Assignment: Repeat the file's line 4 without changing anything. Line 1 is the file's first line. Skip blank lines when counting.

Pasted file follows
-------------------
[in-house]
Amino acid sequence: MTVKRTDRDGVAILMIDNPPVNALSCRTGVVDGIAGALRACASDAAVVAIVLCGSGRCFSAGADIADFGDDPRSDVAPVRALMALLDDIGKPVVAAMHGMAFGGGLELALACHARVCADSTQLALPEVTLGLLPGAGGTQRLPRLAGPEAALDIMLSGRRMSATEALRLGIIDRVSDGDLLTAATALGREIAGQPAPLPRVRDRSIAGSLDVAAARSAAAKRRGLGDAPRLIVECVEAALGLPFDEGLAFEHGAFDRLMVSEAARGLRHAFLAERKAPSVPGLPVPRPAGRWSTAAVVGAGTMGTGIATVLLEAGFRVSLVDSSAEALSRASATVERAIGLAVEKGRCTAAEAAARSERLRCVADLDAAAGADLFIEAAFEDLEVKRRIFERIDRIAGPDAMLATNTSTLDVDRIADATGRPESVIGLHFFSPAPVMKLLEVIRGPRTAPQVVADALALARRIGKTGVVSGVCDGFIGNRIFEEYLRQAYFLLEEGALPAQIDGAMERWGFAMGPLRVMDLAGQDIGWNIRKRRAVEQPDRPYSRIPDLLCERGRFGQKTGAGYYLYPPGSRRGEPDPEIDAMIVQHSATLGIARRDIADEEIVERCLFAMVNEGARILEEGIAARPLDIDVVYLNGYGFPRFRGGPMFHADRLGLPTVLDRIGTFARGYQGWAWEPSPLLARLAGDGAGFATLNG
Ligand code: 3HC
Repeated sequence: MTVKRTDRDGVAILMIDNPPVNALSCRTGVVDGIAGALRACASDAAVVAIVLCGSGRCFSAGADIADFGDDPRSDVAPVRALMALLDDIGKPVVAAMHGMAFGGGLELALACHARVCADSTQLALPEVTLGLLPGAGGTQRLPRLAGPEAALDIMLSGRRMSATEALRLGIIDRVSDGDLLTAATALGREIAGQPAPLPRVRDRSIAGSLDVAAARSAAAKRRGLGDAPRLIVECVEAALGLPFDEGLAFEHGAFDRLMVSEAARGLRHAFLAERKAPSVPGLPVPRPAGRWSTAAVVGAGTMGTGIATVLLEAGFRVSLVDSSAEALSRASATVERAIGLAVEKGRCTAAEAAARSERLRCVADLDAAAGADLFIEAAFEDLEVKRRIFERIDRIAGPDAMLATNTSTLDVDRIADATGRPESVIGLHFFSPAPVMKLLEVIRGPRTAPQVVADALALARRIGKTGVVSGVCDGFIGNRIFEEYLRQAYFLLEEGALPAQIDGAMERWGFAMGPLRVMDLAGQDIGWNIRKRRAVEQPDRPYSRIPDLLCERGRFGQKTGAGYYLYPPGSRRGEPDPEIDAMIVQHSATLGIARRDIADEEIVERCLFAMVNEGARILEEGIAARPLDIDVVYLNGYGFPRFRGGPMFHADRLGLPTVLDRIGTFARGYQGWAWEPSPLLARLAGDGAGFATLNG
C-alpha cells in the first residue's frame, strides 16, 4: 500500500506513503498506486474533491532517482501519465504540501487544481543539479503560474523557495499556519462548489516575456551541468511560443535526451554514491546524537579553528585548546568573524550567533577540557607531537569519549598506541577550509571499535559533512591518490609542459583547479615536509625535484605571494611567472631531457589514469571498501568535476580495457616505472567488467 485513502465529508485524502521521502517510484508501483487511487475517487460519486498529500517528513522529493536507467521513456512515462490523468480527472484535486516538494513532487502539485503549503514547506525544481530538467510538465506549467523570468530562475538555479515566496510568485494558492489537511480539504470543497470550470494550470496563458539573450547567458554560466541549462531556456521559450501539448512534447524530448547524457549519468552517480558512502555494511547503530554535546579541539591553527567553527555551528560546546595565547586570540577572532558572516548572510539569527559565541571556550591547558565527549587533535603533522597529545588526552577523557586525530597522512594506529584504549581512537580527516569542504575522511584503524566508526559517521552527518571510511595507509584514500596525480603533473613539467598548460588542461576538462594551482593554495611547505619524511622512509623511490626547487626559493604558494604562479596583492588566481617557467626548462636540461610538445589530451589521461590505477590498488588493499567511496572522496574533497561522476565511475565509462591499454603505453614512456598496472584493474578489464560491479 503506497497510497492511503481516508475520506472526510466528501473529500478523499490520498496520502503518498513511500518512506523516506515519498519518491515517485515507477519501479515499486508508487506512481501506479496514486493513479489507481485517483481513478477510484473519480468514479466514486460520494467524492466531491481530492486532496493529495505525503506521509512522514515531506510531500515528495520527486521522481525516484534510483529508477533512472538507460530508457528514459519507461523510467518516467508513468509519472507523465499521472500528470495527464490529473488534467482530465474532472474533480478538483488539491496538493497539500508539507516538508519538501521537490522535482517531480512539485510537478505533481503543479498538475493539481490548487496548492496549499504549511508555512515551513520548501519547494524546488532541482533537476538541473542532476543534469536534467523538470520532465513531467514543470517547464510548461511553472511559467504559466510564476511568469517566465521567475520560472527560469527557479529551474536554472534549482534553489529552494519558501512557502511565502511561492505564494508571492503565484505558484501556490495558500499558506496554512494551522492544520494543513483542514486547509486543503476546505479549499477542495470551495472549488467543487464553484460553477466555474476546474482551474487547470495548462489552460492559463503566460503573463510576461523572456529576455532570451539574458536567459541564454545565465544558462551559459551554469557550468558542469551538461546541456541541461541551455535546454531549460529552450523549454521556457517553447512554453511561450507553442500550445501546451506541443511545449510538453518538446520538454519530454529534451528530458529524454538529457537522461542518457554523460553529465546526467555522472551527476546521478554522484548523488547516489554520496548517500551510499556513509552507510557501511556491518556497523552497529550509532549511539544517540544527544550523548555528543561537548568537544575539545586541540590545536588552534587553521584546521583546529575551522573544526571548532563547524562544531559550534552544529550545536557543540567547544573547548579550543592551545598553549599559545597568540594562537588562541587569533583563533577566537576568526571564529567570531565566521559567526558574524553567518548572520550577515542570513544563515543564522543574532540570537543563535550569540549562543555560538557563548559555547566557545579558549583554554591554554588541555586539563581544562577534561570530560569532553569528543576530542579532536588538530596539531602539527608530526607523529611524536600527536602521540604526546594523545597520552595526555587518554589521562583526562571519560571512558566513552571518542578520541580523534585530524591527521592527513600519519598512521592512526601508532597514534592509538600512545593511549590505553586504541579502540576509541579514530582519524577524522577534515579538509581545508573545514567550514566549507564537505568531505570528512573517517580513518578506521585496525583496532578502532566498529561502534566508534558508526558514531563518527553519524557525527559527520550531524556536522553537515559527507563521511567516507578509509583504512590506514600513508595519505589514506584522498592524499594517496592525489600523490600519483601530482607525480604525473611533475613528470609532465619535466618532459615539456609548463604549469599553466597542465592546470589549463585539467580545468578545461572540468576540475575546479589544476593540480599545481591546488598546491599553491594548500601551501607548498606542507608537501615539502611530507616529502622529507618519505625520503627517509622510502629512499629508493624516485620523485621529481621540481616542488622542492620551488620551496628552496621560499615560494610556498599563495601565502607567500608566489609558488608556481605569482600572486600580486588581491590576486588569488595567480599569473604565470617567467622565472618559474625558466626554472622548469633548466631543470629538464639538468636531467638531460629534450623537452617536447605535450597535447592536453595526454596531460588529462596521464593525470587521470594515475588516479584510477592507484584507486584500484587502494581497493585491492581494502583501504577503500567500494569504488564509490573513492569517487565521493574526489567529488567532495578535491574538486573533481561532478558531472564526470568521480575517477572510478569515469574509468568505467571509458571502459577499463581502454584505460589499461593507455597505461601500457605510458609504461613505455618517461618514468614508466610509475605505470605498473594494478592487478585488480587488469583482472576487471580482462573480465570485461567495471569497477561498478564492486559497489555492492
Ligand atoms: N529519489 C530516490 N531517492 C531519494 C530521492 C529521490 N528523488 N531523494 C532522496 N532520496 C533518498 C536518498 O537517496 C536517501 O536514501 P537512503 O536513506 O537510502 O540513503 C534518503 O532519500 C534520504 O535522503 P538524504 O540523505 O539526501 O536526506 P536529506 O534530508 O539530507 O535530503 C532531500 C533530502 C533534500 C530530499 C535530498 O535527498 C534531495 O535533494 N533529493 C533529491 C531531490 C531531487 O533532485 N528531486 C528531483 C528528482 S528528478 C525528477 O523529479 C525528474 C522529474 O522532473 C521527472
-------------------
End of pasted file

Repeated sequence: MTVKRTDRDGVAILMIDNPPVNALSCRTGVVDGIAGALRACASDAAVVAIVLCGSGRCFSAGADIADFGDDPRSDVAPVRALMALLDDIGKPVVAAMHGMAFGGGLELALACHARVCADSTQLALPEVTLGLLPGAGGTQRLPRLAGPEAALDIMLSGRRMSATEALRLGIIDRVSDGDLLTAATALGREIAGQPAPLPRVRDRSIAGSLDVAAARSAAAKRRGLGDAPRLIVECVEAALGLPFDEGLAFEHGAFDRLMVSEAARGLRHAFLAERKAPSVPGLPVPRPAGRWSTAAVVGAGTMGTGIATVLLEAGFRVSLVDSSAEALSRASATVERAIGLAVEKGRCTAAEAAARSERLRCVADLDAAAGADLFIEAAFEDLEVKRRIFERIDRIAGPDAMLATNTSTLDVDRIADATGRPESVIGLHFFSPAPVMKLLEVIRGPRTAPQVVADALALARRIGKTGVVSGVCDGFIGNRIFEEYLRQAYFLLEEGALPAQIDGAMERWGFAMGPLRVMDLAGQDIGWNIRKRRAVEQPDRPYSRIPDLLCERGRFGQKTGAGYYLYPPGSRRGEPDPEIDAMIVQHSATLGIARRDIADEEIVERCLFAMVNEGARILEEGIAARPLDIDVVYLNGYGFPRFRGGPMFHADRLGLPTVLDRIGTFARGYQGWAWEPSPLLARLAGDGAGFATLNG